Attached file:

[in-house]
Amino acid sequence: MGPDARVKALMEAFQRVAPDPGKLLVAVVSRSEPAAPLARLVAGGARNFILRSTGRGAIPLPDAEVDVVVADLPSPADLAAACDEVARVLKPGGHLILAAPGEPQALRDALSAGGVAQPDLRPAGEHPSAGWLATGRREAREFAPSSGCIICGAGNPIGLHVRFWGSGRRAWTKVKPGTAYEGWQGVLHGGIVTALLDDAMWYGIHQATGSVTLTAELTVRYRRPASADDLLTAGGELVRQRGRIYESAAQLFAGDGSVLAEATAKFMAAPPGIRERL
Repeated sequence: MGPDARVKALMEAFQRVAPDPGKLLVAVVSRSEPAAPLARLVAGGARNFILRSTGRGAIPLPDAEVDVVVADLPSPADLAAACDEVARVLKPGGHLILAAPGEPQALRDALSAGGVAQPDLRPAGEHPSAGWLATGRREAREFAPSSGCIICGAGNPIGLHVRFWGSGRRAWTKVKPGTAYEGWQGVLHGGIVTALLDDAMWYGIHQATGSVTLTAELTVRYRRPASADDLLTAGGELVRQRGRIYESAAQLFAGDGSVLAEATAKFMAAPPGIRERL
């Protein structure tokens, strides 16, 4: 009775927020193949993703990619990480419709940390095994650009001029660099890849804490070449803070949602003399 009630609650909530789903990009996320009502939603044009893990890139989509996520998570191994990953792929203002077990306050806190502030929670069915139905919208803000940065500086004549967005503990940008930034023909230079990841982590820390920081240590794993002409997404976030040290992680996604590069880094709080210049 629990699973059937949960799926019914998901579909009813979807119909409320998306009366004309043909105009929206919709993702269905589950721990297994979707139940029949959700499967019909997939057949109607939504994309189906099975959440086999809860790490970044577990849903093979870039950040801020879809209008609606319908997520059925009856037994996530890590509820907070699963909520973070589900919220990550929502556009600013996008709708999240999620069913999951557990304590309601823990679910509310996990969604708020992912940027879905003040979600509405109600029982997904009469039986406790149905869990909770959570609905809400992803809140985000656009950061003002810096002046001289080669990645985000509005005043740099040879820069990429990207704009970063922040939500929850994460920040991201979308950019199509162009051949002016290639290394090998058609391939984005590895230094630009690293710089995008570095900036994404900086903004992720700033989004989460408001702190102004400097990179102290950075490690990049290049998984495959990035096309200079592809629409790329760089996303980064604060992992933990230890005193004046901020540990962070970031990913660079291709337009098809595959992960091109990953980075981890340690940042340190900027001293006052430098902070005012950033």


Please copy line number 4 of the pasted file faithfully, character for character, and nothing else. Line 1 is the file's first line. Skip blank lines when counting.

């Protein structure tokens, strides 16, 4: 009775927020193949993703990619990480419709940390095994650009001029660099890849804490070449803070949602003399 009630609650909530789903990009996320009502939603044009893990890139989509996520998570191994990953792929203002077990306050806190502030929670069915139905919208803000940065500086004549967005503990940008930034023909230079990841982590820390920081240590794993002409997404976030040290992680996604590069880094709080210049 629990699973059937949960799926019914998901579909009813979807119909409320998306009366004309043909105009929206919709993702269905589950721990297994979707139940029949959700499967019909997939057949109607939504994309189906099975959440086999809860790490970044577990849903093979870039950040801020879809209008609606319908997520059925009856037994996530890590509820907070699963909520973070589900919220990550929502556009600013996008709708999240999620069913999951557990304590309601823990679910509310996990969604708020992912940027879905003040979600509405109600029982997904009469039986406790149905869990909770959570609905809400992803809140985000656009950061003002810096002046001289080669990645985000509005005043740099040879820069990429990207704009970063922040939500929850994460920040991201979308950019199509162009051949002016290639290394090998058609391939984005590895230094630009690293710089995008570095900036994404900086903004992720700033989004989460408001702190102004400097990179102290950075490690990049290049998984495959990035096309200079592809629409790329760089996303980064604060992992933990230890005193004046901020540990962070970031990913660079291709337009098809595959992960091109990953980075981890340690940042340190900027001293006052430098902070005012950033």